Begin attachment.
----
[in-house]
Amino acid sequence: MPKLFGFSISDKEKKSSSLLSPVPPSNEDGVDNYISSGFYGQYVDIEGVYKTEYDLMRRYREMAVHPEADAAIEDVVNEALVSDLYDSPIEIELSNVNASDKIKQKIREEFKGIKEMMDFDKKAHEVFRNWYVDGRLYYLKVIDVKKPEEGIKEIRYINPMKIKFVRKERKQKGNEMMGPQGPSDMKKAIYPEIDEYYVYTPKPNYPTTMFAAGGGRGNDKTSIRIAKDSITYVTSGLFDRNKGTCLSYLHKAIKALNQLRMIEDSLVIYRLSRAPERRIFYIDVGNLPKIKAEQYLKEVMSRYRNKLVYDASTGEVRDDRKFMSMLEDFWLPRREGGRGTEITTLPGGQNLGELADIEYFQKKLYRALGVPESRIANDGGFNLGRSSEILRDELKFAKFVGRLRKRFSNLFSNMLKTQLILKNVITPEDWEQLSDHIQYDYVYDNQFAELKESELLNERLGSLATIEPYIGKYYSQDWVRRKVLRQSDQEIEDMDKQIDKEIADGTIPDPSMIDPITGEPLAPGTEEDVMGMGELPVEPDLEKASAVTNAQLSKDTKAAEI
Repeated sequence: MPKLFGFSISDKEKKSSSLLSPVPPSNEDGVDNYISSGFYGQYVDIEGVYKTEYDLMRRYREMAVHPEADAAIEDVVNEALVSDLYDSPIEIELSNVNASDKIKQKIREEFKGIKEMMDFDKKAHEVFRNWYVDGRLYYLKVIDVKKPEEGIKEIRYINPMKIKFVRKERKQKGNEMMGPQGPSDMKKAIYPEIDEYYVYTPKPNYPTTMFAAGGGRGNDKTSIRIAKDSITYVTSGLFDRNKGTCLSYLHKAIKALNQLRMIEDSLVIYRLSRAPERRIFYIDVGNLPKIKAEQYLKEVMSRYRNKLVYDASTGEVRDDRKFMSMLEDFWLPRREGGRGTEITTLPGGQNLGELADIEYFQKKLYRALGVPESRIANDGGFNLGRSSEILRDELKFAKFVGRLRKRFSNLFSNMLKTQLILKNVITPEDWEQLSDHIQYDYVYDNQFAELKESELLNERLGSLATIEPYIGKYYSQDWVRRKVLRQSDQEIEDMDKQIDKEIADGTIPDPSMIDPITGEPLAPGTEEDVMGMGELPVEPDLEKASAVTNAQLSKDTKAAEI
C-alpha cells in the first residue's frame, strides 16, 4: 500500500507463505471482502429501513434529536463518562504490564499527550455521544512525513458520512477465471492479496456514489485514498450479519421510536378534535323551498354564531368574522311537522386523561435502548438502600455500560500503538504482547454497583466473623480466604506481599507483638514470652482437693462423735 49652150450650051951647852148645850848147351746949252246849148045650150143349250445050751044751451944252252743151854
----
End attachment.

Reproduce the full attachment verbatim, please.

[in-house]
Amino acid sequence: MPKLFGFSISDKEKKSSSLLSPVPPSNEDGVDNYISSGFYGQYVDIEGVYKTEYDLMRRYREMAVHPEADAAIEDVVNEALVSDLYDSPIEIELSNVNASDKIKQKIREEFKGIKEMMDFDKKAHEVFRNWYVDGRLYYLKVIDVKKPEEGIKEIRYINPMKIKFVRKERKQKGNEMMGPQGPSDMKKAIYPEIDEYYVYTPKPNYPTTMFAAGGGRGNDKTSIRIAKDSITYVTSGLFDRNKGTCLSYLHKAIKALNQLRMIEDSLVIYRLSRAPERRIFYIDVGNLPKIKAEQYLKEVMSRYRNKLVYDASTGEVRDDRKFMSMLEDFWLPRREGGRGTEITTLPGGQNLGELADIEYFQKKLYRALGVPESRIANDGGFNLGRSSEILRDELKFAKFVGRLRKRFSNLFSNMLKTQLILKNVITPEDWEQLSDHIQYDYVYDNQFAELKESELLNERLGSLATIEPYIGKYYSQDWVRRKVLRQSDQEIEDMDKQIDKEIADGTIPDPSMIDPITGEPLAPGTEEDVMGMGELPVEPDLEKASAVTNAQLSKDTKAAEI
Repeated sequence: MPKLFGFSISDKEKKSSSLLSPVPPSNEDGVDNYISSGFYGQYVDIEGVYKTEYDLMRRYREMAVHPEADAAIEDVVNEALVSDLYDSPIEIELSNVNASDKIKQKIREEFKGIKEMMDFDKKAHEVFRNWYVDGRLYYLKVIDVKKPEEGIKEIRYINPMKIKFVRKERKQKGNEMMGPQGPSDMKKAIYPEIDEYYVYTPKPNYPTTMFAAGGGRGNDKTSIRIAKDSITYVTSGLFDRNKGTCLSYLHKAIKALNQLRMIEDSLVIYRLSRAPERRIFYIDVGNLPKIKAEQYLKEVMSRYRNKLVYDASTGEVRDDRKFMSMLEDFWLPRREGGRGTEITTLPGGQNLGELADIEYFQKKLYRALGVPESRIANDGGFNLGRSSEILRDELKFAKFVGRLRKRFSNLFSNMLKTQLILKNVITPEDWEQLSDHIQYDYVYDNQFAELKESELLNERLGSLATIEPYIGKYYSQDWVRRKVLRQSDQEIEDMDKQIDKEIADGTIPDPSMIDPITGEPLAPGTEEDVMGMGELPVEPDLEKASAVTNAQLSKDTKAAEI
C-alpha cells in the first residue's frame, strides 16, 4: 500500500507463505471482502429501513434529536463518562504490564499527550455521544512525513458520512477465471492479496456514489485514498450479519421510536378534535323551498354564531368574522311537522386523561435502548438502600455500560500503538504482547454497583466473623480466604506481599507483638514470652482437693462423735 49652150450650051951647852148645850848147351746949252246849148045650150143349250445050751044751451944252252743151854